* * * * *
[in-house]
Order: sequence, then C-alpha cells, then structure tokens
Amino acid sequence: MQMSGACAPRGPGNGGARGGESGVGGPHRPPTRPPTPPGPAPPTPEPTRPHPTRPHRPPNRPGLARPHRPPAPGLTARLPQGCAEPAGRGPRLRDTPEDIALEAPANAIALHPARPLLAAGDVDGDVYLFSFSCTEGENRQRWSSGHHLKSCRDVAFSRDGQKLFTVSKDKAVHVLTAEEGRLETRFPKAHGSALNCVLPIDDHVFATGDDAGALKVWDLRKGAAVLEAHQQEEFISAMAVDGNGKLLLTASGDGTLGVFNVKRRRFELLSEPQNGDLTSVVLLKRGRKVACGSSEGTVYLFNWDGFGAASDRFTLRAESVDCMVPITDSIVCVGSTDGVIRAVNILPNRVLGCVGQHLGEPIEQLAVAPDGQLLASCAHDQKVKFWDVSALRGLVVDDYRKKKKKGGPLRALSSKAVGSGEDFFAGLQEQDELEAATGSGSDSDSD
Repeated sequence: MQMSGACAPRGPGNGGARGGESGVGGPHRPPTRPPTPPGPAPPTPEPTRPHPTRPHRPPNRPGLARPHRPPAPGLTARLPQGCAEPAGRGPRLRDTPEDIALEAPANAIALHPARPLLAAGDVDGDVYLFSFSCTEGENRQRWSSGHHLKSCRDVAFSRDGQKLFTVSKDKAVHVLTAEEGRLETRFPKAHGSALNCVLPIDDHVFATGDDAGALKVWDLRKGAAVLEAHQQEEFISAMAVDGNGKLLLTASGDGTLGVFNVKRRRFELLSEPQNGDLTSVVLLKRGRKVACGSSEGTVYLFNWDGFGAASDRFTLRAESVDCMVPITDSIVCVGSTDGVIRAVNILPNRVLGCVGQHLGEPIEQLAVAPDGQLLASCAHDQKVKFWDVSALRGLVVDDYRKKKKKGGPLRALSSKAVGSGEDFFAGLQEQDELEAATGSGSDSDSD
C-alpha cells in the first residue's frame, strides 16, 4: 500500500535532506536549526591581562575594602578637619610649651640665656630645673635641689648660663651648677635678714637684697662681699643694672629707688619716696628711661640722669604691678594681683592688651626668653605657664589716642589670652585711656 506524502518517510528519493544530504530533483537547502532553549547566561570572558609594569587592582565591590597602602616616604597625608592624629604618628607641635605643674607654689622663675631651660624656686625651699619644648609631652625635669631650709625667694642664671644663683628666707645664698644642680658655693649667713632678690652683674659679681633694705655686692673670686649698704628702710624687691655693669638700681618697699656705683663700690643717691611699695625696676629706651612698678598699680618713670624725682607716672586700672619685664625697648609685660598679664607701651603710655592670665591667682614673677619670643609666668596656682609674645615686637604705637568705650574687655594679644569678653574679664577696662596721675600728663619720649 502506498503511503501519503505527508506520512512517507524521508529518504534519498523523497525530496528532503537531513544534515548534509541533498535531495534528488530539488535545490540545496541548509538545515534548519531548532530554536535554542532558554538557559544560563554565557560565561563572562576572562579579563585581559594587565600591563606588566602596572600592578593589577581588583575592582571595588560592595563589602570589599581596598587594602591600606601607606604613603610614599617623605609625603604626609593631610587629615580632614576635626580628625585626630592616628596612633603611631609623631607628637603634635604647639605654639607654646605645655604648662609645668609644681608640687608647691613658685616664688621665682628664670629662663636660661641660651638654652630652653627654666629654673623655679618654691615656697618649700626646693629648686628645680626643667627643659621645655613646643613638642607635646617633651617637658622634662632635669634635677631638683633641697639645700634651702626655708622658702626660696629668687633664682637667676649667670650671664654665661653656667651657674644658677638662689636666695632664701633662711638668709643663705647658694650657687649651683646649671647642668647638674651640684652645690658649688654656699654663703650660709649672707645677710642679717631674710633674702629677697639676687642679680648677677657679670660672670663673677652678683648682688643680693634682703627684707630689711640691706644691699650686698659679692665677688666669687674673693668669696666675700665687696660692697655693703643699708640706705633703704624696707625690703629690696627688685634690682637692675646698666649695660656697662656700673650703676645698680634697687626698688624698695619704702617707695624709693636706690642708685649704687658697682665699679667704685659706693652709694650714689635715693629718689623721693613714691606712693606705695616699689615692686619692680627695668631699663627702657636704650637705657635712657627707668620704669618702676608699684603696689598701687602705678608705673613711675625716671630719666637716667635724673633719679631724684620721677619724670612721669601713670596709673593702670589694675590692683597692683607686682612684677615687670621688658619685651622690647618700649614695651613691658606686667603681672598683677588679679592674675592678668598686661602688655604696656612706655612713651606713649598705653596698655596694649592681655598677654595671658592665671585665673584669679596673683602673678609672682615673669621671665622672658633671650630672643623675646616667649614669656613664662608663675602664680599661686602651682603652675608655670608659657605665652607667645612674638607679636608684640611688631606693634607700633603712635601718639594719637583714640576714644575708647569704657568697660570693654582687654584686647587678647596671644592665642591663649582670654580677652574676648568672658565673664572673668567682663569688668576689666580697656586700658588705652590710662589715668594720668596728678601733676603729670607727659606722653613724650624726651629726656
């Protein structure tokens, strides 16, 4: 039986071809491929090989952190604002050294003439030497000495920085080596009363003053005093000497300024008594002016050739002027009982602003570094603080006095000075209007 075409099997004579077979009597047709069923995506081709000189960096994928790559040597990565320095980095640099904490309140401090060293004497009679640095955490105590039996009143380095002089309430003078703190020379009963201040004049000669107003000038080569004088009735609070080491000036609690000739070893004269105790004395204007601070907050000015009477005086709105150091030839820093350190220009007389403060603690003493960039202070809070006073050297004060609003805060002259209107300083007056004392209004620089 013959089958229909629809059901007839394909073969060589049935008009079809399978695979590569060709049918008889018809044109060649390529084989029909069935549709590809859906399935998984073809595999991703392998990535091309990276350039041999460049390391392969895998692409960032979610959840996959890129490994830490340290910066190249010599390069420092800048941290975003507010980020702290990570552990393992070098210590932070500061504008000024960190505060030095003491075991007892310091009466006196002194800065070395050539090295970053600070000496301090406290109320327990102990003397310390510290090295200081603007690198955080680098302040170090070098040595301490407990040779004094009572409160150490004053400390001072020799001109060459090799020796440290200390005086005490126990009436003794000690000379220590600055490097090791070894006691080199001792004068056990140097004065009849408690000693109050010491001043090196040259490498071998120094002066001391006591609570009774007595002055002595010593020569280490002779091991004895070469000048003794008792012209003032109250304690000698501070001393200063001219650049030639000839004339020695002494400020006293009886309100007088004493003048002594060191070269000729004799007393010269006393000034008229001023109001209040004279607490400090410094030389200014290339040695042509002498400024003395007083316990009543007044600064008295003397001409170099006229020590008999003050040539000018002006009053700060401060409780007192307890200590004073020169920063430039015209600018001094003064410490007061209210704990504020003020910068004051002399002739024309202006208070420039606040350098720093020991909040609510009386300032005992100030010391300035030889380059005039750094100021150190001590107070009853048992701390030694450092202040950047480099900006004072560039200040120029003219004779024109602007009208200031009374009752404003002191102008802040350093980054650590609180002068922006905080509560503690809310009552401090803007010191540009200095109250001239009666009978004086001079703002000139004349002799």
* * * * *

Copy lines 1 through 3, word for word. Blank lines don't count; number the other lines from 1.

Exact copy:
[in-house]
Order: sequence, then C-alpha cells, then structure tokens
Amino acid sequence: MQMSGACAPRGPGNGGARGGESGVGGPHRPPTRPPTPPGPAPPTPEPTRPHPTRPHRPPNRPGLARPHRPPAPGLTARLPQGCAEPAGRGPRLRDTPEDIALEAPANAIALHPARPLLAAGDVDGDVYLFSFSCTEGENRQRWSSGHHLKSCRDVAFSRDGQKLFTVSKDKAVHVLTAEEGRLETRFPKAHGSALNCVLPIDDHVFATGDDAGALKVWDLRKGAAVLEAHQQEEFISAMAVDGNGKLLLTASGDGTLGVFNVKRRRFELLSEPQNGDLTSVVLLKRGRKVACGSSEGTVYLFNWDGFGAASDRFTLRAESVDCMVPITDSIVCVGSTDGVIRAVNILPNRVLGCVGQHLGEPIEQLAVAPDGQLLASCAHDQKVKFWDVSALRGLVVDDYRKKKKKGGPLRALSSKAVGSGEDFFAGLQEQDELEAATGSGSDSDSD